According to the Centers for Disease Control and Prevention (CDC), 15 million Americans suffer from chronic obstructive pulmonary disease, which is a group of diseases that cause breathing-related problems. Respiratory therapy schools prepare students to care for patients who have trouble breathing. In addition to learning how to provide emergency care to patients suffering from stroke, heart attack, drowning or shock, respiratory therapy students are taught to treat chronic respiratory diseases like asthma and emphysema. Build a career as a respiratory therapist by enrolling in a respiratory therapy program.
Overview of Respiratory Therapy Programs
Becoming a respiratory therapist requires at least an associate’s or bachelor’s degree. It takes around two years to complete an associate’s degree in respiratory therapy and four years to complete a bachelor’s degree. Also available are one- or two-year master’s degree programs in respiratory therapy, which prepare students for leadership and academic positions.
In order to qualify for admission to a respiratory therapy program, you typically need to have a high school diploma or GED and complete prerequisite courses in math, biology, anatomy and physiology, and English.
Respiratory therapy students learn to provide care for patients with heart and lung problems, gaining practical, hands-on experience through clinical assignments. They are taught to perform diagnostic tests for lung capacity, administer breathing treatments, record a patient’s progress, supervise respiratory therapy technicians, teach patients how to use treatments, and consult with physicians and surgeons to develop patient treatment plans. Foundational courses for a respiratory therapy degree may include:
- Cardiopulmonary physiology
- Pulmonary anatomy and physiology
- Critical care techniques
- Emergency care
- Cardiac anatomy and physiology
- Patient assessment
- Medical terminology
- Respiratory paediatrics
Job Prospects for Respiratory Therapists
Respiratory therapists typically work in hospitals, though some travel to patients’ homes or work in nursing homes. Many employers prefer hiring respiratory therapists who hold a certification. Respiratory therapists must be licensed in all states except for Alaska, and licensure requirements vary by state. Most states require individuals to complete a state or professional certification exam in order to earn a license. The main certifying body for respiratory therapists is the National Board for Respiratory Care (NBRC), which offers two levels of certification: Certified Respiratory Therapist (CRT) and the Registered Respiratory Therapist (RRT).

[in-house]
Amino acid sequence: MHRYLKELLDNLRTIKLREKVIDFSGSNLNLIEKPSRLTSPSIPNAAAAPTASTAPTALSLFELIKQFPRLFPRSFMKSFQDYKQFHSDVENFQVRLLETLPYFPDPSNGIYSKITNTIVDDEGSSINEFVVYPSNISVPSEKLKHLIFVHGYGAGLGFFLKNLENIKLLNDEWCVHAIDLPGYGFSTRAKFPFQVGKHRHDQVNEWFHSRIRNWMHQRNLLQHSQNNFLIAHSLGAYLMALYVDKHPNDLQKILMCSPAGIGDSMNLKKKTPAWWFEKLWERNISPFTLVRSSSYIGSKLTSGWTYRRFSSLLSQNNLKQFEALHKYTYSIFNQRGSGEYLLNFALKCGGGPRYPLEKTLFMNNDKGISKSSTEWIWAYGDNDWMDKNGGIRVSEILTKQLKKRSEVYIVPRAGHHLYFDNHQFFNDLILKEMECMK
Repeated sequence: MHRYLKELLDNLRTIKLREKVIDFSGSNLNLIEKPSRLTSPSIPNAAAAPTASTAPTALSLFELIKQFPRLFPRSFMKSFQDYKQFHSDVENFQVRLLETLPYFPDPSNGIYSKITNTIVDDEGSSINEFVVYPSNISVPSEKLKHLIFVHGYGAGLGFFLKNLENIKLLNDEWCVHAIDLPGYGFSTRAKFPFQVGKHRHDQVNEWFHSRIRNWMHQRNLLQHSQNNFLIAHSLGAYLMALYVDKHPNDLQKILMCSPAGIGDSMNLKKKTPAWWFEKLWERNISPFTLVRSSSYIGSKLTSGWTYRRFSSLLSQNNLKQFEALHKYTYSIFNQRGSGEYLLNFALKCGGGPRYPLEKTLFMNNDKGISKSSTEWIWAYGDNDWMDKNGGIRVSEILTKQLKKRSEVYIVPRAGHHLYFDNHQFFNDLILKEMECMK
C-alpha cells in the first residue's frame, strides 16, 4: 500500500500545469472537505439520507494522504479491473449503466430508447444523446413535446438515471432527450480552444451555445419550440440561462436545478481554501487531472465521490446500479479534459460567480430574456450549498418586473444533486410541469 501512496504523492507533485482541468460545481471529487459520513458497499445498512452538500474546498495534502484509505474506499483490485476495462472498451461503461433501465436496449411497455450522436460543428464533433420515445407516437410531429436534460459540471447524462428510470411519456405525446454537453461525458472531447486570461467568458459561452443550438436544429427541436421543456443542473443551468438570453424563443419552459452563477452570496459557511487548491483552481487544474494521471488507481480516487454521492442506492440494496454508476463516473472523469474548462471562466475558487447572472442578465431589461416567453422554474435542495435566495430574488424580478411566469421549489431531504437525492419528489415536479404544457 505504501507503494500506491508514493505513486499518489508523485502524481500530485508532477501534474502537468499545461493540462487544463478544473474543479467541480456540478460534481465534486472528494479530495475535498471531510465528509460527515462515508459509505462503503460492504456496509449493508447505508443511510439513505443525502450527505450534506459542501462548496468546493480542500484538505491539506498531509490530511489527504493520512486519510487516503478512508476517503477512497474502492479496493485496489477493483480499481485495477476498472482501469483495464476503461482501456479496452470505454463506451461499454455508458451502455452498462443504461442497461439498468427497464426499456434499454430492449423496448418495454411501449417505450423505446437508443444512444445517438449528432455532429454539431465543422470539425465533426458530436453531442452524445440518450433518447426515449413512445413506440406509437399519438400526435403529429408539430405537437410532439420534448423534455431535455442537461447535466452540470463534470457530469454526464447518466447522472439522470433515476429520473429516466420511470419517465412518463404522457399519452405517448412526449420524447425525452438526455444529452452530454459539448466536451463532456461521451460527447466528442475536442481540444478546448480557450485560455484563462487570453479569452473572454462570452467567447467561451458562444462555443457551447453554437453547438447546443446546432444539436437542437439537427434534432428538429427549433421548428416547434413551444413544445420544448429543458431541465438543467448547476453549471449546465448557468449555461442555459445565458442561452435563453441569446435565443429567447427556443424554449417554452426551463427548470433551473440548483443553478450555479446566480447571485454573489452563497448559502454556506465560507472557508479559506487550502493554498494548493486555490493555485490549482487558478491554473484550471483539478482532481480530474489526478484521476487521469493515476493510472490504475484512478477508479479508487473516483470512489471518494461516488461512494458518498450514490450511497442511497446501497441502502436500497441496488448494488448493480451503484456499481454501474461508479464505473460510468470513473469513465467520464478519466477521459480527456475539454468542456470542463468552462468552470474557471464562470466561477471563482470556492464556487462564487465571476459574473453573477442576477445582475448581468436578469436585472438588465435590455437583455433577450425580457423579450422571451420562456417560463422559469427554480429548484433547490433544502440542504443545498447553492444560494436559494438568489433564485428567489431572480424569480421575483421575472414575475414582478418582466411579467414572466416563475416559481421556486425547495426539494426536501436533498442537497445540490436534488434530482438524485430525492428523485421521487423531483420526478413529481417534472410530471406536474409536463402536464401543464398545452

According to the Bureau of Labor Statistics, the employment of respiratory therapists is expected to grow by 28% from 2010 to 2020, which is faster than average for all occupations. The growth of the middle-aged and elderly population will lead to the increased incidence of respiratory illnesses like pneumonia, chronic bronchitis, and emphysema, which will further heighten the demand for respiratory therapists. Respiratory therapists who have a certification or advanced degree in the field will likely have the best job prospects. In 2012, the median annual wage of respiratory therapists was $55,870.
Important qualities for respiratory therapists to have include compassion, interpersonal skills, attention to detail, patience, science and mathematical skills, and problem-solving skills. Although many people are not familiar with the occupation, and respiratory therapists are often confused with nurses, respiratory therapy is actually a quite challenging and rewarding career path. If you would like to dedicate your life to helping patients improve their breathing, pursue a degree at a respiratory therapy school today.
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